These days, investors might combine divestment and positive screening approaches. For example, they might divest from all stocks in fossil fuels and instead positively screen for stocks that support renewable energy. 

Why choose ESG investing?

The ability for investors to make ESG decisions is easier than ever. For one, information about each company’s sustainability record is more accessible than ever before thanks to the internet. And, because of so much public interest in sustainability, companies have more sustainability markers and indicators than ever. 

Take Keurig, for example. Wildly popular five years ago, the company received serious public backlash over the fact that its plastic “K-cup” pods were so difficult to recycle. In response, the company made its pods more environmentally friendly, committing to fully recyclable pods by 2020. In doing so, it quelled public backlash and increased market penetration. 

More than ever, companies know that consumers and investors are watching. Beyond the ability for consumers to take social media by storm about non-sustainable practices, more data than ever is available about the sustainability efforts of companies. This makes proactively positive screening of companies more possible than ever.  

And, with consumers and investors watching, companies are setting more ambitious ESG goals than ever. PepsiCo, for example, has plans to achieve 100% renewable electricity for its U.S. direct operations this year. This might help all consumers feel a little bit better when they are munching on their favorite snacks.

And the options are growing.

Are you interested in gender equality? Check out Equileap‘s Gender Equality Global Report and Ranking, which started in 2016 and ranks gender equity in the workplace.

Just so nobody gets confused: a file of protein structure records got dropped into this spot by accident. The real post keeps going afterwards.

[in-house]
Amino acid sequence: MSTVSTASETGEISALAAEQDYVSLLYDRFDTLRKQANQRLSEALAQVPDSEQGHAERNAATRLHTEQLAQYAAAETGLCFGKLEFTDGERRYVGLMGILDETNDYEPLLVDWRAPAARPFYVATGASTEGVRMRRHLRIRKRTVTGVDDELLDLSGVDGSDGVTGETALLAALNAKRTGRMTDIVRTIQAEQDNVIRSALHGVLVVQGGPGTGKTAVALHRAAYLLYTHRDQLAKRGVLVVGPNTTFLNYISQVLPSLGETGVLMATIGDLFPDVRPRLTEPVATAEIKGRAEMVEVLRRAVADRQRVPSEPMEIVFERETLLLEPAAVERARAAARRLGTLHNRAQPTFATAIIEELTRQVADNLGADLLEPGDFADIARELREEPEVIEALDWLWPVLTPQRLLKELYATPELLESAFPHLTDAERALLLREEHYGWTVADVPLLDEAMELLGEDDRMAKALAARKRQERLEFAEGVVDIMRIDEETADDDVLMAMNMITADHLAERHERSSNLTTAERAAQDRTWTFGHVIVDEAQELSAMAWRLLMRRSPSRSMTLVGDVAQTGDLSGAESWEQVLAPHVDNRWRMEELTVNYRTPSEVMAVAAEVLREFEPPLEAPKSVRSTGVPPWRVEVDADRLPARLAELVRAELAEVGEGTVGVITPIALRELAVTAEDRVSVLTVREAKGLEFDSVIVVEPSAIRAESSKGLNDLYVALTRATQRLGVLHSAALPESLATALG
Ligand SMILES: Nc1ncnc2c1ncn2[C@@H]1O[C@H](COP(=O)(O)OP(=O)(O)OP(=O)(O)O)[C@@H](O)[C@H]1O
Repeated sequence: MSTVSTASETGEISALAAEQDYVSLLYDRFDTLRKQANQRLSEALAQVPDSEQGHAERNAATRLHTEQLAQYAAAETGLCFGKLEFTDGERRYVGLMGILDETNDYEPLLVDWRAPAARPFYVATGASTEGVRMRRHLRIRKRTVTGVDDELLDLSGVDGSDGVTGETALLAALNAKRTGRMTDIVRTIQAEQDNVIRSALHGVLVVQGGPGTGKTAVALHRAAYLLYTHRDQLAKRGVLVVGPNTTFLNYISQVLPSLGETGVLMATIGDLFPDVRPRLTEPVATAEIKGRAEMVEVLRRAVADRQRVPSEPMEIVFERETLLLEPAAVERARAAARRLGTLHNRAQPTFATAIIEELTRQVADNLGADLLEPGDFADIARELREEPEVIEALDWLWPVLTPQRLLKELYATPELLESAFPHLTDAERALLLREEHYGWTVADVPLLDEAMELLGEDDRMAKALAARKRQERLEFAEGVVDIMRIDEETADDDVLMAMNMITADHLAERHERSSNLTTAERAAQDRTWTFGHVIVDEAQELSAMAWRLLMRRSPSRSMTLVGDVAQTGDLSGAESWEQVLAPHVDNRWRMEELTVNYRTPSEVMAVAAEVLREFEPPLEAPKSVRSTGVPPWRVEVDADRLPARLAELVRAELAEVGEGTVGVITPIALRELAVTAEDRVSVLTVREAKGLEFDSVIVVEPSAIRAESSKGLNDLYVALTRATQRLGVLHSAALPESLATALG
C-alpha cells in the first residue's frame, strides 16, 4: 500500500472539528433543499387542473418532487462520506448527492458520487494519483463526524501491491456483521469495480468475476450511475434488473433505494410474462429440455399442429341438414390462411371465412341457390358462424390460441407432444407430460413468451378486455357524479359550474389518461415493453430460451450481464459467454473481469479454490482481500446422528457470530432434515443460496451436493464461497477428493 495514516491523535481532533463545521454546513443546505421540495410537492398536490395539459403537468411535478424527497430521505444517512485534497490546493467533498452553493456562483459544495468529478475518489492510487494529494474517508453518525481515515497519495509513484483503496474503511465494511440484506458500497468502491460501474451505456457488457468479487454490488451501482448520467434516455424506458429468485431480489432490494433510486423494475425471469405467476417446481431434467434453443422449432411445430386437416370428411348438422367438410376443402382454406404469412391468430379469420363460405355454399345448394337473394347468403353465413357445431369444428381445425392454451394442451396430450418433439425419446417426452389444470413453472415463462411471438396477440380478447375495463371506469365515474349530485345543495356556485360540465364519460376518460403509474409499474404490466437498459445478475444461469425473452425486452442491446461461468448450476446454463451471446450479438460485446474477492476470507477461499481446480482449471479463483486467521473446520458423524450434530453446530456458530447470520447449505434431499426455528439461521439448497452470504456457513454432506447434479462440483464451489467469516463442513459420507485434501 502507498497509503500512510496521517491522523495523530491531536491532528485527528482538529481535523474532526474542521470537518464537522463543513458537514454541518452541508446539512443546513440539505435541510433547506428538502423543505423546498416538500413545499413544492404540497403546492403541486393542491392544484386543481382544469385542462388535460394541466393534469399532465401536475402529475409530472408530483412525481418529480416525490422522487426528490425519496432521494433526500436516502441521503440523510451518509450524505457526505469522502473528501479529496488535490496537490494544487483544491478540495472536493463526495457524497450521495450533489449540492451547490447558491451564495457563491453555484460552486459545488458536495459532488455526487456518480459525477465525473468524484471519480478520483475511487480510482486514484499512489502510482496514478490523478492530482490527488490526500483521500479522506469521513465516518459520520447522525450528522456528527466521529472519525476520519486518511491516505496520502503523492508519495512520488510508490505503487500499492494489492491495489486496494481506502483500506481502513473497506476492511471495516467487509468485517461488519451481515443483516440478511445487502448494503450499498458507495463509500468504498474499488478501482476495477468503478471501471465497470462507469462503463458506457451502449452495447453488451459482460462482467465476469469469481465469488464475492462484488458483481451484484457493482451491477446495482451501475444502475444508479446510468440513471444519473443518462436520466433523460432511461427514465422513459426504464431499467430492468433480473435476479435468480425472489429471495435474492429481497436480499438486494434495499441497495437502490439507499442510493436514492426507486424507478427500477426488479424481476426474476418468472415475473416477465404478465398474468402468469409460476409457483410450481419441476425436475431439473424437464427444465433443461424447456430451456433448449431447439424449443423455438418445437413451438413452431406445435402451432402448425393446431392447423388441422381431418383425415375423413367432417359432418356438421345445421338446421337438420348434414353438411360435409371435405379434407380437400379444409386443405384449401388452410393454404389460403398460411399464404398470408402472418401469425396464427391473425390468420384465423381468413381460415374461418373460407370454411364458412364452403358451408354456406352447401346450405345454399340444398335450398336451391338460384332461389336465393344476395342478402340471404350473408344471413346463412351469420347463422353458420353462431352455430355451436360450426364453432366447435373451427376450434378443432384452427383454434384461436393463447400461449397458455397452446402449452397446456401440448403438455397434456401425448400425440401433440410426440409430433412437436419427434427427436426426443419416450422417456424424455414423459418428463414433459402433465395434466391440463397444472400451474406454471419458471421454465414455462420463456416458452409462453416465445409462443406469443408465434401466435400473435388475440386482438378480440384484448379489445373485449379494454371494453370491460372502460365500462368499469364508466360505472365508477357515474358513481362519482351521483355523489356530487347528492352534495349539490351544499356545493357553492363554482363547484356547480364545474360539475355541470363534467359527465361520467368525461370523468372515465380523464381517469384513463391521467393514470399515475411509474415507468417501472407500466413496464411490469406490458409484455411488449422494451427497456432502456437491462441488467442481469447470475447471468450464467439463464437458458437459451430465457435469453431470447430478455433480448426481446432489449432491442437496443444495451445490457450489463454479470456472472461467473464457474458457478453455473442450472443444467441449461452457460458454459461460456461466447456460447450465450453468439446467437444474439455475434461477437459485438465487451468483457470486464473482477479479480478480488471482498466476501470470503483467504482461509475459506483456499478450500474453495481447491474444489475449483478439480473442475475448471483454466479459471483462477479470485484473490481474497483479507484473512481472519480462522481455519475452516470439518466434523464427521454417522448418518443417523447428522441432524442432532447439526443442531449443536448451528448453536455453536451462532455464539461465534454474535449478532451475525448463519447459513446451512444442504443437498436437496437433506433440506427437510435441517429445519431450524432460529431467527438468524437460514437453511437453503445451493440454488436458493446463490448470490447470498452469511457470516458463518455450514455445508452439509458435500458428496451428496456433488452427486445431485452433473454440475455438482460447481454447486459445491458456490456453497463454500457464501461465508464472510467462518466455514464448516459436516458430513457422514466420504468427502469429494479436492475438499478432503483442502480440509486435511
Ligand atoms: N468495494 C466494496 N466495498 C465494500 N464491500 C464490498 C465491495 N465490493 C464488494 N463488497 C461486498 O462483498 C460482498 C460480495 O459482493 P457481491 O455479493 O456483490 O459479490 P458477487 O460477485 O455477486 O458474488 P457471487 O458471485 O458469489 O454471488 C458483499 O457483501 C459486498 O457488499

Do you want to invest in companies committed to environmental sustainability? Find out which companies are pioneering efforts on the CDP’s annual A List.

Do you want to support corporate diversity? For the past 25 years, the NAACP has been scoring companies on social equity factors including C-suite hiring, supplier diversity and community engagement. Investing with ESG in mind can be a vehicle for promoting the causes that investors care about and it’s more popular than ever before. 

Among all of the lists and rankings available, the Principles for Responsible Investment (PRI) is an independent, international network that promotes the investment in and adoption of ESG principles. Launched in 2005 and supported by the United Nations, the PRI is a baseline for responsible investing that companies can use to measure and compare. 

While online data can lead investors in the right direction, investment firms have developed an array of data modeling that can select investments based on their investors’ goals.  It’s safe to say that ESG investing is here to stay, and firms and companies alike are taking note by making meaningful investing easier than ever before.